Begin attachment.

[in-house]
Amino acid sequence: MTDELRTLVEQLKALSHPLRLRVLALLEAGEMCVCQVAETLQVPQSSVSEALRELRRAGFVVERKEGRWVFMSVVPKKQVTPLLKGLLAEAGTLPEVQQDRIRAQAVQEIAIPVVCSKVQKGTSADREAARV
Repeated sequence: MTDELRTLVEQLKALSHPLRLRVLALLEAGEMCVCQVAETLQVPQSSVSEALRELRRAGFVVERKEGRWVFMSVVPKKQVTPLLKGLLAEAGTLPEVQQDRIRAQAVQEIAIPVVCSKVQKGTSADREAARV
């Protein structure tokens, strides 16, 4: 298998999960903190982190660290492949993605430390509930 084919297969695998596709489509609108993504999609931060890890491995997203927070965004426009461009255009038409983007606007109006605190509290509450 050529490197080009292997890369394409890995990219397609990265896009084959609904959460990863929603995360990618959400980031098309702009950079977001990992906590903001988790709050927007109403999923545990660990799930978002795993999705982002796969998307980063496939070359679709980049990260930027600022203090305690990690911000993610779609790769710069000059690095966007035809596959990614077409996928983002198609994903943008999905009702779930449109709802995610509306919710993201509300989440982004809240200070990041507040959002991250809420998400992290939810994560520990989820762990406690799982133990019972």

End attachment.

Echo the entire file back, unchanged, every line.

[in-house]
Amino acid sequence: MTDELRTLVEQLKALSHPLRLRVLALLEAGEMCVCQVAETLQVPQSSVSEALRELRRAGFVVERKEGRWVFMSVVPKKQVTPLLKGLLAEAGTLPEVQQDRIRAQAVQEIAIPVVCSKVQKGTSADREAARV
Repeated sequence: MTDELRTLVEQLKALSHPLRLRVLALLEAGEMCVCQVAETLQVPQSSVSEALRELRRAGFVVERKEGRWVFMSVVPKKQVTPLLKGLLAEAGTLPEVQQDRIRAQAVQEIAIPVVCSKVQKGTSADREAARV
């Protein structure tokens, strides 16, 4: 298998999960903190982190660290492949993605430390509930 084919297969695998596709489509609108993504999609931060890890491995997203927070965004426009461009255009038409983007606007109006605190509290509450 050529490197080009292997890369394409890995990219397609990265896009084959609904959460990863929603995360990618959400980031098309702009950079977001990992906590903001988790709050927007109403999923545990660990799930978002795993999705982002796969998307980063496939070359679709980049990260930027600022203090305690990690911000993610779609790769710069000059690095966007035809596959990614077409996928983002198609994903943008999905009702779930449109709802995610509306919710993201509300989440982004809240200070990041507040959002991250809420998400992290939810994560520990989820762990406690799982133990019972």